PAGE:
Youth living in North Carolina had an opportunity to share their stories and amplify their voices during the Literacy and Community Initiative (LCI) 2021 Reading Celebration, held at the Friday Institute for Educational Innovation and streamed online on April 23.
LCI, which is directed by NC State College of Education Assistant Professor and Friday Institute Faculty Fellow Crystal Chen Lee, Ed.D., is a collaboration between the College of Education and the Friday Institute that partners with community-based organizations to examine and empower youth voices.
The April 23 event celebrated the release of the seventh book published through the Literacy and Community Initiative, Healing Starts with a Story. The book was authored by girls in the CORRAL Riding Academy, a nonprofit in Cary, North Carolina, that prepares adolescent girls in high-risk situations with skills, resources and opportunities through a holistic program of equine therapy and education.
“Two years ago, when we started our partnership with LCI, I got to see how the girls can advocate even before they graduate. Normally they graduate, they go off to college and they become amazing advocates in their communities for youth just like them,” said CORRAL Managing Director Lauren Clements. “But when LCI started to partner with us, we got to see the middle schoolers and the high schoolers learn how to write their own stories, how to become leaders in their communities and how to engage their peers and their families in this important work.”
The event also marked the introduction of writers from Refugee Hope Partners, a local nonprofit that aims to engage, equip and encourage refugee families that have settled in Raleigh by providing a variety of support programs, many of which are focused on education.
LCI launched a pilot program with a few girls at Refugee Hope Partners in 2021 with the goal of launching a formal partnership next year.
“It’s been a joy to see our students exploring their unique stories and working toward finding their unique voice as they work with the LCI team,” said Refugee Hope Partners Executive Director Michele Suffridge. “LCI provided structure and safety for students as they walked along beside each other processing past experiences and discovering their voice. It’s been a joy to see them press into the process, finding strength from within but also from each other.”
Below, you can watch as student-authors from both organizations share the stories they have written through their work with the Literacy and Community Initiative.
Warning: Some of these stories contain discussions of topics that may be considered sensitive to some.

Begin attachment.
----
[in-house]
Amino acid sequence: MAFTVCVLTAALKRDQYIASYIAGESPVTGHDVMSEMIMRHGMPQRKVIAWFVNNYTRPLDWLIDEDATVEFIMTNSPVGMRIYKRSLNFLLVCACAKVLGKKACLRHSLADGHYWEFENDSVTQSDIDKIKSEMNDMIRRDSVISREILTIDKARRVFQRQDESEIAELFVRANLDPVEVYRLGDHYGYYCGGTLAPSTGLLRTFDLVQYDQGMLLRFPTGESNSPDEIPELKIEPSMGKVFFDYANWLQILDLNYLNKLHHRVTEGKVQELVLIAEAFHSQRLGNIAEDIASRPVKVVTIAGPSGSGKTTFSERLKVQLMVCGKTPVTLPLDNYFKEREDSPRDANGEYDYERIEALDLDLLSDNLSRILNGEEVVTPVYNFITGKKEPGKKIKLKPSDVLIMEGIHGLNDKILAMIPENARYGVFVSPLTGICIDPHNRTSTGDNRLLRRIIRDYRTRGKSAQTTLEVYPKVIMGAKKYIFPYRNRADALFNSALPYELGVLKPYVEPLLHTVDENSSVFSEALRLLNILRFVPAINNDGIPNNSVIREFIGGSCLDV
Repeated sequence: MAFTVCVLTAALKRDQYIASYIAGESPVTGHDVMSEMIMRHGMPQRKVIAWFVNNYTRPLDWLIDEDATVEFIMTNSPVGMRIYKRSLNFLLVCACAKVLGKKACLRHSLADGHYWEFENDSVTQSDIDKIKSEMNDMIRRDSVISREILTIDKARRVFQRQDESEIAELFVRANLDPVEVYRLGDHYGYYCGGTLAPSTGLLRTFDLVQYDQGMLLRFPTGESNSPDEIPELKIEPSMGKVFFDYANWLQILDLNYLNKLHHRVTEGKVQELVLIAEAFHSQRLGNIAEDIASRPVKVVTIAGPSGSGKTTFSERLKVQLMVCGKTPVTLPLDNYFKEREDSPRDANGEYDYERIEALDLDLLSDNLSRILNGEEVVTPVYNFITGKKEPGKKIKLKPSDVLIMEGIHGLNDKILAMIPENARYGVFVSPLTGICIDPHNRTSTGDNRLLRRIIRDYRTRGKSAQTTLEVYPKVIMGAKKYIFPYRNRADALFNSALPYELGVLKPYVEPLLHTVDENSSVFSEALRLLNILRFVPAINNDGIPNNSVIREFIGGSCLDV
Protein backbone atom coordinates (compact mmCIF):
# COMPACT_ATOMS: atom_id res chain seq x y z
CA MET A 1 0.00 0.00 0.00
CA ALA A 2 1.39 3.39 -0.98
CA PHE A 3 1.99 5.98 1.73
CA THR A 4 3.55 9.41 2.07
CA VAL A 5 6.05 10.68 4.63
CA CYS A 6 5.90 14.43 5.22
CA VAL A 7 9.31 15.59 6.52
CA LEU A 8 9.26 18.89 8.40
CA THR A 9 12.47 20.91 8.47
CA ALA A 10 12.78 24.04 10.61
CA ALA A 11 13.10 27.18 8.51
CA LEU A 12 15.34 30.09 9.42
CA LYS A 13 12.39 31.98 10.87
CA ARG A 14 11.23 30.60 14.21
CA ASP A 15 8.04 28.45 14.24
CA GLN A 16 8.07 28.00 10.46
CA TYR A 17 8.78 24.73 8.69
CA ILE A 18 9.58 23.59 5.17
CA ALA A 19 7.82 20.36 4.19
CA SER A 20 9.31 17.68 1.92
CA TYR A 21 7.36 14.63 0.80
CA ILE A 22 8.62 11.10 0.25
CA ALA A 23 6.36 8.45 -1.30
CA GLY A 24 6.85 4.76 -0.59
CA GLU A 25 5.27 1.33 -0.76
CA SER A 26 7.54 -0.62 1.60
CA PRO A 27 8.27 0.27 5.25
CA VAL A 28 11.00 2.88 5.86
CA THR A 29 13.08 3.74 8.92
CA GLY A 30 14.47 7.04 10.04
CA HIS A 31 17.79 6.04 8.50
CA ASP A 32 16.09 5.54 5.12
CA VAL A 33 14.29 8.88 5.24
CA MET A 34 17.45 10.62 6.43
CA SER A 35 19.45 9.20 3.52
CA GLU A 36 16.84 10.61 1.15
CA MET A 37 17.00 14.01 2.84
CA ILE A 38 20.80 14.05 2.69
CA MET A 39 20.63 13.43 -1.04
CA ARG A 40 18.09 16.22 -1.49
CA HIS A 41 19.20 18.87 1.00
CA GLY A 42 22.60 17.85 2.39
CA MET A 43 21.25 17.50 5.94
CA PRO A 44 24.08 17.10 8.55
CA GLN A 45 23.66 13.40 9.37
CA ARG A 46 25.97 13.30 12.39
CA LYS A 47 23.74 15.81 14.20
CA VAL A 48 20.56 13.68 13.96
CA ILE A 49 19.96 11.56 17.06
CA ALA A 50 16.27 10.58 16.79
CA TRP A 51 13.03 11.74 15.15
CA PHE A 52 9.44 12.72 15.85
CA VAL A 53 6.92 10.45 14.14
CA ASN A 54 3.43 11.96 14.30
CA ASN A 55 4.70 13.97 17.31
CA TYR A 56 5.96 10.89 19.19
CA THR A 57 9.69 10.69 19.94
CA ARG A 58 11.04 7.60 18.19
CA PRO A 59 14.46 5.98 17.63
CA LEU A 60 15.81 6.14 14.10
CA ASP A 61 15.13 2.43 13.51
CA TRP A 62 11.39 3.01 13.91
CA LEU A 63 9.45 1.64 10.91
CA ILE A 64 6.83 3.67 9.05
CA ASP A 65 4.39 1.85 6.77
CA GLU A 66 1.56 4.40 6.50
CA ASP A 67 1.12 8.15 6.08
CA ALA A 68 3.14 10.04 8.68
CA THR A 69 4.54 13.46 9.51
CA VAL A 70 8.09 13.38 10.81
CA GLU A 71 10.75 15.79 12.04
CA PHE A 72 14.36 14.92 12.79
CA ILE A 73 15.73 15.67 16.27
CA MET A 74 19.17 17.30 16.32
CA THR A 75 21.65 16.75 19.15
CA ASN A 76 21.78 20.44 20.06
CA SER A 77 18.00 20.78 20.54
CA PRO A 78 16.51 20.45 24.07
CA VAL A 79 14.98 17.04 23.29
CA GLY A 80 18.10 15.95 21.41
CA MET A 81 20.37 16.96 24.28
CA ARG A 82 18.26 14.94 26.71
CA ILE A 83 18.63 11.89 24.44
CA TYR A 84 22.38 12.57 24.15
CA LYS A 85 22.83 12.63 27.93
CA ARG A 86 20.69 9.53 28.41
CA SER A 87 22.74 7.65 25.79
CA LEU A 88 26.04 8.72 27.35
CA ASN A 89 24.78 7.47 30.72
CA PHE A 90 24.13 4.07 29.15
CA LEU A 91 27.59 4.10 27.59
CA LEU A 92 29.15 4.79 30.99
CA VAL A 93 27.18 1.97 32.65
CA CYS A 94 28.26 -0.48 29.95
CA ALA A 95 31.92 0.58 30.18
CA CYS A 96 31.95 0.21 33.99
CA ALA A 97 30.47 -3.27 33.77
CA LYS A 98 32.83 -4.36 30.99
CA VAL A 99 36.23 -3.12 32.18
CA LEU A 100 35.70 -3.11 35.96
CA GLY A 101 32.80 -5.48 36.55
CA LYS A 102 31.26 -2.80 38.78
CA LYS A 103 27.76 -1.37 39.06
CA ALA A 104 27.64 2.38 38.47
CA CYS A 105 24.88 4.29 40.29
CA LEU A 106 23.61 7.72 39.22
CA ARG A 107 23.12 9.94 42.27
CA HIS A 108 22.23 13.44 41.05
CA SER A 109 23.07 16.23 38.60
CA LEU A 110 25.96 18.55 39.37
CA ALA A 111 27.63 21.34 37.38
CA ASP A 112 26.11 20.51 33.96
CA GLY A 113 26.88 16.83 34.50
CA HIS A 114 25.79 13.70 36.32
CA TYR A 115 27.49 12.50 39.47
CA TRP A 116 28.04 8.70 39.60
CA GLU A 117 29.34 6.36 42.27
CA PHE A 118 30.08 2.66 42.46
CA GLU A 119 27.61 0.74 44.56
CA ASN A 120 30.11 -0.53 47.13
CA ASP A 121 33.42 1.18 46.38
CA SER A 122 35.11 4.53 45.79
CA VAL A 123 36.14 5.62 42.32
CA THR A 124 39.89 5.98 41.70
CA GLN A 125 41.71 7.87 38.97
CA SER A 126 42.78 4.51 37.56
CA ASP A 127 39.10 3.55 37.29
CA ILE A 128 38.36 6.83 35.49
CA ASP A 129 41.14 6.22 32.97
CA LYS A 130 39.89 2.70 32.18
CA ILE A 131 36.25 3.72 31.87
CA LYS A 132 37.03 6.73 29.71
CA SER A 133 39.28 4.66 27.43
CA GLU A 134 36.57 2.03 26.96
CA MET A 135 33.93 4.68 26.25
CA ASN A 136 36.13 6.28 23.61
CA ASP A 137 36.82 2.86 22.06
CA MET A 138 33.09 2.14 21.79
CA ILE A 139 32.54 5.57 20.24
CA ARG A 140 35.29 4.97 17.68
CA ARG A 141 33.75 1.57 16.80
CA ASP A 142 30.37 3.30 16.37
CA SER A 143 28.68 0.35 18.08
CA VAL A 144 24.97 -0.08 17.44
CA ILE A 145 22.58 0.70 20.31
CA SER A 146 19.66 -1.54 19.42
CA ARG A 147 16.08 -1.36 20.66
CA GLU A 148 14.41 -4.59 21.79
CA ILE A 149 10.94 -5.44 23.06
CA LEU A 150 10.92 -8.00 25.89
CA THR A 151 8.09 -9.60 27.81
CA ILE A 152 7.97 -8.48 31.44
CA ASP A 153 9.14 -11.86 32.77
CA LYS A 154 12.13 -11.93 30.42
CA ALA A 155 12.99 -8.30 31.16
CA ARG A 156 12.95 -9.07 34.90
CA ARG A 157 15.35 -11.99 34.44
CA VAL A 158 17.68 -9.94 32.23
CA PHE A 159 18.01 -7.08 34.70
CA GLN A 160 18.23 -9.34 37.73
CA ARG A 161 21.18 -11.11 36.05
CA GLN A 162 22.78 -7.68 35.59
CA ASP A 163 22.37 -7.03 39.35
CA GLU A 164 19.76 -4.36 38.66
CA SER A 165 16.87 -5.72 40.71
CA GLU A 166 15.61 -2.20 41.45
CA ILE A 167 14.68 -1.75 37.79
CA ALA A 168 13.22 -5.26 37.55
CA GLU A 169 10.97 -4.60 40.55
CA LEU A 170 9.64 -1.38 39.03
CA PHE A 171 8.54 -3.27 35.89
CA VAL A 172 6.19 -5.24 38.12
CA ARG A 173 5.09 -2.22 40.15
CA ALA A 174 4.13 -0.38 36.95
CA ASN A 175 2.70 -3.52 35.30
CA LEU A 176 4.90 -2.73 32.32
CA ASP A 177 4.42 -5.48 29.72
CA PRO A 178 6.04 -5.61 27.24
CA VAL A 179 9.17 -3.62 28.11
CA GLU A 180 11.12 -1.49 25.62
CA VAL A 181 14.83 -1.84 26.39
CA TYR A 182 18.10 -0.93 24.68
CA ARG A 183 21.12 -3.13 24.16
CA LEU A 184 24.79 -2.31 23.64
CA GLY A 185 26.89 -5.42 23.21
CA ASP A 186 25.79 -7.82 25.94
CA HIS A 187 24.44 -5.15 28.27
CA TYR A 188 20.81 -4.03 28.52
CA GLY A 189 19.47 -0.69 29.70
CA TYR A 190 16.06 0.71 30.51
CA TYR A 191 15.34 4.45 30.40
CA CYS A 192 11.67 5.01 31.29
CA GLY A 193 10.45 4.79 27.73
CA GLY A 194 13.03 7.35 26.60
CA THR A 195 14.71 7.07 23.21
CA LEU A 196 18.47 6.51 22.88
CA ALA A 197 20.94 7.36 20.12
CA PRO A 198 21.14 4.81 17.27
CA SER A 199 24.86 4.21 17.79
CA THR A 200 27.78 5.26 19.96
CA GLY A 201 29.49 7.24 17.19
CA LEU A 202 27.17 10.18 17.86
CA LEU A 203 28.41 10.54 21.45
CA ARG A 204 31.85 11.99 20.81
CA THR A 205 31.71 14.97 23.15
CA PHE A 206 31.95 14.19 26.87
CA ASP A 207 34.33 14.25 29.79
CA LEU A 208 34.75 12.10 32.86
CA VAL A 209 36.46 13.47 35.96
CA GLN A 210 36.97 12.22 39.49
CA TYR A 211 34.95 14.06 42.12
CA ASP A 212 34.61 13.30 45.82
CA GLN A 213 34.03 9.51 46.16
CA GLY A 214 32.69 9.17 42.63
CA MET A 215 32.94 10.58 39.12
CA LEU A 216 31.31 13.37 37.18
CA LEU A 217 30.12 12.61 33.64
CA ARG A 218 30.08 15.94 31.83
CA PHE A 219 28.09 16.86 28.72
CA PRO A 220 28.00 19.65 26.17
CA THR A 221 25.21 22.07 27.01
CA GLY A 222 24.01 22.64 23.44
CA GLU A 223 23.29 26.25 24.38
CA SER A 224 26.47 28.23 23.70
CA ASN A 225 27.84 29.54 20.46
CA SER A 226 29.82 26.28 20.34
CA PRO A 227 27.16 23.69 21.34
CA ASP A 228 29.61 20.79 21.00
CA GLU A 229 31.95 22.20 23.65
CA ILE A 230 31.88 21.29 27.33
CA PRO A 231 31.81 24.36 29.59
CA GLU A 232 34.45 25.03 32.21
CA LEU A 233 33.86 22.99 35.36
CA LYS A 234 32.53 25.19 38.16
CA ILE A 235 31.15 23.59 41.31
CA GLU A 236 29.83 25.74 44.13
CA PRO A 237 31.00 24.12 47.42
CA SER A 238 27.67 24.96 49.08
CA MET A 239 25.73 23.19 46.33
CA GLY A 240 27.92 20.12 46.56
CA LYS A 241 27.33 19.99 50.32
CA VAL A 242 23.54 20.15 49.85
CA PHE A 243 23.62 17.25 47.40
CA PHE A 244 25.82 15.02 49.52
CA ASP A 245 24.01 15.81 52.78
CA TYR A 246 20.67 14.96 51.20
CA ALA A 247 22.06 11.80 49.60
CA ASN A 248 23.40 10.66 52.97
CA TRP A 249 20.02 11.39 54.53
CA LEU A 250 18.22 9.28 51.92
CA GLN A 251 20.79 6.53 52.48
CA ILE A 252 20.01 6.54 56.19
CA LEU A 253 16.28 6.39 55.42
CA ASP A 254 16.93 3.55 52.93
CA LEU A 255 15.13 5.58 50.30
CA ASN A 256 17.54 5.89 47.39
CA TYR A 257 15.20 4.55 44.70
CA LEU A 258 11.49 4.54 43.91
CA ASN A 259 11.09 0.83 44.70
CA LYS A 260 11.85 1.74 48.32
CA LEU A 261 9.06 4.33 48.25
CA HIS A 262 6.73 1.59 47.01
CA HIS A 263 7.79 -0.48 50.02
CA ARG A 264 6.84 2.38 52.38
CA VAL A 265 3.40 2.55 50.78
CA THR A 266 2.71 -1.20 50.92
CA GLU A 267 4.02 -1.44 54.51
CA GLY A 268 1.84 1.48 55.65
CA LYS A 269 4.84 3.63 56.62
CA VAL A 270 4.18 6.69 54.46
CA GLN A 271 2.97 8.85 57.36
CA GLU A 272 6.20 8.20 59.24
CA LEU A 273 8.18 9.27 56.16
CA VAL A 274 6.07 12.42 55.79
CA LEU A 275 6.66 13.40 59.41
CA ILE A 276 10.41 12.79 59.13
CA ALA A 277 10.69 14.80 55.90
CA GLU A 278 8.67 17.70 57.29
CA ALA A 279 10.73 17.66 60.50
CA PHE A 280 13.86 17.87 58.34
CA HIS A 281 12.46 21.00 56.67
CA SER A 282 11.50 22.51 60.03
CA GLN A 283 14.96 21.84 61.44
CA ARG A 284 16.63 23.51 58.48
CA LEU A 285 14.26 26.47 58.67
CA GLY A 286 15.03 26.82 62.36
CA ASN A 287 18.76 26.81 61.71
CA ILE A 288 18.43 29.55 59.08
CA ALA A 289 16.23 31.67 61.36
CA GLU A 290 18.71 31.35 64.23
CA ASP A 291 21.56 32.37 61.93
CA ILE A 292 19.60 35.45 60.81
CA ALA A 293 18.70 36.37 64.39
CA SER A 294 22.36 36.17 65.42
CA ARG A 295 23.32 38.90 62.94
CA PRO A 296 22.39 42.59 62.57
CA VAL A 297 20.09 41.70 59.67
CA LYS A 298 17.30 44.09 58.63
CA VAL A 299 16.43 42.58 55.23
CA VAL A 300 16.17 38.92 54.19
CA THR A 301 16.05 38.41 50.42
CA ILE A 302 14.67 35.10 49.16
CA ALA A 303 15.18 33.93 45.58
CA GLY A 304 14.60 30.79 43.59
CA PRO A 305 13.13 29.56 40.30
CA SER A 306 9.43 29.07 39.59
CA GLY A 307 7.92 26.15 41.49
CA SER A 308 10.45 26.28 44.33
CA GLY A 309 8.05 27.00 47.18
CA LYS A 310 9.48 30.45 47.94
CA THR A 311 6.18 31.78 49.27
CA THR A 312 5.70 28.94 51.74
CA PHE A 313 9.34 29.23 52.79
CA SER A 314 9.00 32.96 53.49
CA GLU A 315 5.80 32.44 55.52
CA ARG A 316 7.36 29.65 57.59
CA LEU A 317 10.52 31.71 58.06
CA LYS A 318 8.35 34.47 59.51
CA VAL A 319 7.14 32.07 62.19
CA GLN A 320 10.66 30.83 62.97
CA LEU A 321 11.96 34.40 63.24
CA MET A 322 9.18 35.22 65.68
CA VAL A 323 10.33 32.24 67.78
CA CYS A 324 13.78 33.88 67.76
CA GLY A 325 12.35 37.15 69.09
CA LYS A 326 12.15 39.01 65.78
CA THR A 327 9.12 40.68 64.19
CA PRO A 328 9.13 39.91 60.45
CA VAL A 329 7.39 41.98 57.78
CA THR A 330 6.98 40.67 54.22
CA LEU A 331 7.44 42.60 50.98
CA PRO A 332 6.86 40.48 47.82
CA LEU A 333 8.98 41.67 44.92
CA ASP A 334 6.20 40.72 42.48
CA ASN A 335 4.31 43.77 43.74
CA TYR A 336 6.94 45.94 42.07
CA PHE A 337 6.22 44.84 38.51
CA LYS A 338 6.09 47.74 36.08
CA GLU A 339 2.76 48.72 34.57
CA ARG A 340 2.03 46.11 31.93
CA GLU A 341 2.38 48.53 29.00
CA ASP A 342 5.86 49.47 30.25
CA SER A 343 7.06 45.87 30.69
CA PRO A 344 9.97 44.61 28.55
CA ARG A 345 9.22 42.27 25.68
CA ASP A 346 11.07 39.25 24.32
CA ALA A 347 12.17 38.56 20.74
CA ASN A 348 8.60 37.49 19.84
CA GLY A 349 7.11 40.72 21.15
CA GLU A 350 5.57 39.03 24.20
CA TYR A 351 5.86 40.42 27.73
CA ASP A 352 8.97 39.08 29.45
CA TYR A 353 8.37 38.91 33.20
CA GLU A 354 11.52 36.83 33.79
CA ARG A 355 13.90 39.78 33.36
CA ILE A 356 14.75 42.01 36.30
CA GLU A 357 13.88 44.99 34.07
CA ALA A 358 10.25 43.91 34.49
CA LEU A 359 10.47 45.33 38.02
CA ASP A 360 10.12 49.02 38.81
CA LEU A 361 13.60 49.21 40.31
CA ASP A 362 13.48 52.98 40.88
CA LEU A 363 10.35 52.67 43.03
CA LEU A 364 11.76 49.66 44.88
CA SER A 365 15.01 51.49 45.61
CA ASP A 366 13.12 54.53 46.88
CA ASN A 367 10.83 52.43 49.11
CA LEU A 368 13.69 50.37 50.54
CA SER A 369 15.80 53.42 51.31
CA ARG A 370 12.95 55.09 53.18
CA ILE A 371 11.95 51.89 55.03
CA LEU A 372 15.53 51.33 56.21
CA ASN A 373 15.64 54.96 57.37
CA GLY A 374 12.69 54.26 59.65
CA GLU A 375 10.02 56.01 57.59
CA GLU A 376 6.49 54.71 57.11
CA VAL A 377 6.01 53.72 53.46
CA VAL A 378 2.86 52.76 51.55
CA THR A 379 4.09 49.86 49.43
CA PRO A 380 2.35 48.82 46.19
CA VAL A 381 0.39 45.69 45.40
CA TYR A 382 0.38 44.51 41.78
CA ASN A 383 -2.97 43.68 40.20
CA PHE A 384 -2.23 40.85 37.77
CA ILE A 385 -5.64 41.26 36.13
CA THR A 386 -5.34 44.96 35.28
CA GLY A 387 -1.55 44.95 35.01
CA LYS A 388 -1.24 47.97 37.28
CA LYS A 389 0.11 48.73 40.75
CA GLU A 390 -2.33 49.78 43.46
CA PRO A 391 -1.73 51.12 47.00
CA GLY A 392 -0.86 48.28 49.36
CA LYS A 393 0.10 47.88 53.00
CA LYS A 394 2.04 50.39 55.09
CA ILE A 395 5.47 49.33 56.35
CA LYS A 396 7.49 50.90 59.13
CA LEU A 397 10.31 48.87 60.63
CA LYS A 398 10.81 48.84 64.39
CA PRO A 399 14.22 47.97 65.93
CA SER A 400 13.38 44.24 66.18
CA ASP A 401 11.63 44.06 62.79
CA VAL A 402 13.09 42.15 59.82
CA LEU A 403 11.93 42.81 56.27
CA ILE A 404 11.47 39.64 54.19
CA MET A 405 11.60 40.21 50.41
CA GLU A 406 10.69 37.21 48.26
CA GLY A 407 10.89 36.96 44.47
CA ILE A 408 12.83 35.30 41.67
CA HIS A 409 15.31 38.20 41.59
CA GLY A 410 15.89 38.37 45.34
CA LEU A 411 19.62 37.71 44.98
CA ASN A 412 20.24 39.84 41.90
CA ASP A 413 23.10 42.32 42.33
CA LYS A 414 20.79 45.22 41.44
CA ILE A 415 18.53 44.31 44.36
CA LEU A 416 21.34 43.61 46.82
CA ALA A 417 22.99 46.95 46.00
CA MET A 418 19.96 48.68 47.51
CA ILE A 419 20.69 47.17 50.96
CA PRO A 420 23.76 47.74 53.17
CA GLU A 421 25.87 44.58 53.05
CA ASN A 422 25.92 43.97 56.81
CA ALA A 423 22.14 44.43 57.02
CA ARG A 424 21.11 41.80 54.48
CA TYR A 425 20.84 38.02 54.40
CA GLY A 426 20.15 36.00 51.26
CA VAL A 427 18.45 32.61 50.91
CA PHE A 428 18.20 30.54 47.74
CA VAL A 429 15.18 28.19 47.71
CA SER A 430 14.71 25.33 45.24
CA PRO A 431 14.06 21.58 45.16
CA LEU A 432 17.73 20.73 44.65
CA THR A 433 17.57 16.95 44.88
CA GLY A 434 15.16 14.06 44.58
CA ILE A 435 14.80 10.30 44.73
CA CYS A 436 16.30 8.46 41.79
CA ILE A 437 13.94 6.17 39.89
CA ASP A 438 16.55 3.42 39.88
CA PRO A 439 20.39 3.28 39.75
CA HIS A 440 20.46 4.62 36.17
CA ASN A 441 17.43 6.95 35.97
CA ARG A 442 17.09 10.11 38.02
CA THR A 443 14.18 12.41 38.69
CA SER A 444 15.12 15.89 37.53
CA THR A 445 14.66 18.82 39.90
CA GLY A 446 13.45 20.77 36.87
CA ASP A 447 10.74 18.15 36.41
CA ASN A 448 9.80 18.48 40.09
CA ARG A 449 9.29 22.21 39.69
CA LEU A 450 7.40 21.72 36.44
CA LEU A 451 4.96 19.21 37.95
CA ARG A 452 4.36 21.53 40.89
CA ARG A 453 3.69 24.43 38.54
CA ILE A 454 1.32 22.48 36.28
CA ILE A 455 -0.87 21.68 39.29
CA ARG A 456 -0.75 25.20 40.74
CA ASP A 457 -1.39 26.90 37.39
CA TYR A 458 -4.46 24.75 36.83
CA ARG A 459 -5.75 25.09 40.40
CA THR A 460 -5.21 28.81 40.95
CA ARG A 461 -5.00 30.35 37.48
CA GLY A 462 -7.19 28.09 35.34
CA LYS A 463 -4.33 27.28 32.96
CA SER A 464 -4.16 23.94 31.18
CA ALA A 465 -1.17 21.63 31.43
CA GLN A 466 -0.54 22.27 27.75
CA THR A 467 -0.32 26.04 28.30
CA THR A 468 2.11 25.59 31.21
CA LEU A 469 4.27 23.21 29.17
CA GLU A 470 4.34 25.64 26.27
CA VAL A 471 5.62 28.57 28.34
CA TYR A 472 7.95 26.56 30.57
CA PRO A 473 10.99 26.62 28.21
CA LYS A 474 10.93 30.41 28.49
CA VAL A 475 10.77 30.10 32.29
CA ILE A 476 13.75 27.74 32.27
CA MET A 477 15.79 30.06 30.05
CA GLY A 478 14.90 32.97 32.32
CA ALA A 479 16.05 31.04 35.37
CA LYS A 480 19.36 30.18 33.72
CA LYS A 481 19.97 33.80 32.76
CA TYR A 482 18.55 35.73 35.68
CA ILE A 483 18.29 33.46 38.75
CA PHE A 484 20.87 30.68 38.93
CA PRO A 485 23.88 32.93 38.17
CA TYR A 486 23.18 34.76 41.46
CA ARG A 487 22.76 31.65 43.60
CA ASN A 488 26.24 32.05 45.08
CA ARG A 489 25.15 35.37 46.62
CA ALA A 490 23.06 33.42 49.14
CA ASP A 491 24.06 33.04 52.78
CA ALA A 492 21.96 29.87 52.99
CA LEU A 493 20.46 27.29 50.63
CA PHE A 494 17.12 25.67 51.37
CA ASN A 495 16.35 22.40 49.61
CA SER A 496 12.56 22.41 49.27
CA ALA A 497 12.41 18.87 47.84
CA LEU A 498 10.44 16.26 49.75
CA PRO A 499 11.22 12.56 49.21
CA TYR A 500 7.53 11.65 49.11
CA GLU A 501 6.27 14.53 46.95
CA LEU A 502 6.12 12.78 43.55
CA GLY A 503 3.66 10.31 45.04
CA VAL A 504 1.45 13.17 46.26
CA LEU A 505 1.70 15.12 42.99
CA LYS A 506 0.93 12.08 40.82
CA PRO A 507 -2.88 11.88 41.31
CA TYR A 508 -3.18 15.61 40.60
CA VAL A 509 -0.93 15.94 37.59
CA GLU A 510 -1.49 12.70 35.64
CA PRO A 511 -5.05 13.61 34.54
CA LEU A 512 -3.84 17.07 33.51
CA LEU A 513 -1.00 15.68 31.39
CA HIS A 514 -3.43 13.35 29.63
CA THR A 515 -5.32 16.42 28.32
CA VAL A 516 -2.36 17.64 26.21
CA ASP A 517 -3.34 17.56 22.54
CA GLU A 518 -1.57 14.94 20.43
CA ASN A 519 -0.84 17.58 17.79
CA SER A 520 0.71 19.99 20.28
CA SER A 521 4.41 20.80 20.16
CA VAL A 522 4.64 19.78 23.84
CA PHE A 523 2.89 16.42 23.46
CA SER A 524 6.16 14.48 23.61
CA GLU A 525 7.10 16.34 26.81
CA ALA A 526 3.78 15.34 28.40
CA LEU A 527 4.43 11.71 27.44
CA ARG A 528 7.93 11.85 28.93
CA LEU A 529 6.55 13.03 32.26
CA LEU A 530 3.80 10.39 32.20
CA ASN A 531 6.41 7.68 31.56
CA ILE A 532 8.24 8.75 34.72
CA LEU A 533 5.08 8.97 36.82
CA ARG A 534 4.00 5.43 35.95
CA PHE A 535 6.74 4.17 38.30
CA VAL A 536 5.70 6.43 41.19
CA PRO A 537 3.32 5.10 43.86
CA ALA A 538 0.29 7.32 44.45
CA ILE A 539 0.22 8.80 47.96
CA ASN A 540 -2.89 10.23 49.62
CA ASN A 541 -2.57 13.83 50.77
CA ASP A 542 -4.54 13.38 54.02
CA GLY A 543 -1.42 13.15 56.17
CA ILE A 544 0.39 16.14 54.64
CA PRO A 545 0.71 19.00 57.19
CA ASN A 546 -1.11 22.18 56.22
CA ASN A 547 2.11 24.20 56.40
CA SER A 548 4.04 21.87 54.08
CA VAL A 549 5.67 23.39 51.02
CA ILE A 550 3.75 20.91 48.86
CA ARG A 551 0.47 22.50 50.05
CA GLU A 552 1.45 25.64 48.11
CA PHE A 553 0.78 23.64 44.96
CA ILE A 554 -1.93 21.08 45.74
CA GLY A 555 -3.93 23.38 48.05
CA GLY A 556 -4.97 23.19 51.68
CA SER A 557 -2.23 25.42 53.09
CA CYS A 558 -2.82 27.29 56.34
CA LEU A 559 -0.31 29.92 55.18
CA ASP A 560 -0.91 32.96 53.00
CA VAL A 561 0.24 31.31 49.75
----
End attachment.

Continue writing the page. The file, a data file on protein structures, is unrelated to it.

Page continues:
This student-author shared three of her published stories: “Mulan Reflections,” “Things That I’ve Learned” and “My Knight in Shining Armor.” During an emotional reading of her final piece, she shares the story of how she was bullied as a young child and has come to rely on her CORRAL horse, Bob, for emotional support.
Her first piece, “Things Learned,” shared a list of advice for herself and others. In her second piece, she changed the words to the song “Reflections” from the Disney movie Mulan to discuss her feelings about her adoption.
This student-author shared three of her authored stories including a sonnet entitled “My Loves,” a piece called “Alone” and a piece called “3 A.M. Memories,” which discussed her fond memories of taking care of her siblings.
Carson’s story, “The Storm Before the Peace,” describes her life living with severe anxiety and depression from the time she was a young child, the journey that led her to CORRAL, her feelings when she first arrived at the organization’s campus and met her horse and how the program has helped her.
This student-author’s piece, entitled “Some Things I’ve Learned That I Must Unlearn,” included a list of behaviors she hopes to abandon, including being passive, giving up too easily and being unable to accept help.
In “I Am Not Your Stereotypes,” the student-author discusses the stereotypes she has faced as a Muslim woman. The story, “Where I’m From,” discusses her experiences of living with fear, war and a lack of resources in her home country of Afghanistan.
In her piece, “Mulan’s Reflection,” this student-author changed the lyrics to the song to talk about her family’s expectations of her and her future. In the piece, “I Am Not Your Stereotype,” she discusses the stereotypes she has faced for being Asian, Nepali and a woman.
In “I Am Not Your Stereotype,” this student-author talks about her experiences as a Muslim, a woman and an Afgan. In “Where I’m From,” she discusses her experiences in her home country both with her supportive family and the bloodshed that has occurred there.
In “I Am Not Your Stereotype,” she discusses her experiences with her grades, her physical appearance and living in a poor country, while her second piece, “Where I’m From,” shared her experiences living in Burundi. In her final piece, entitled “Memory,” she shares how her father recounted the story of the death of his mother, what it was like to witness fighting in her home country and the time a severe storm knocked her pregnant mother down.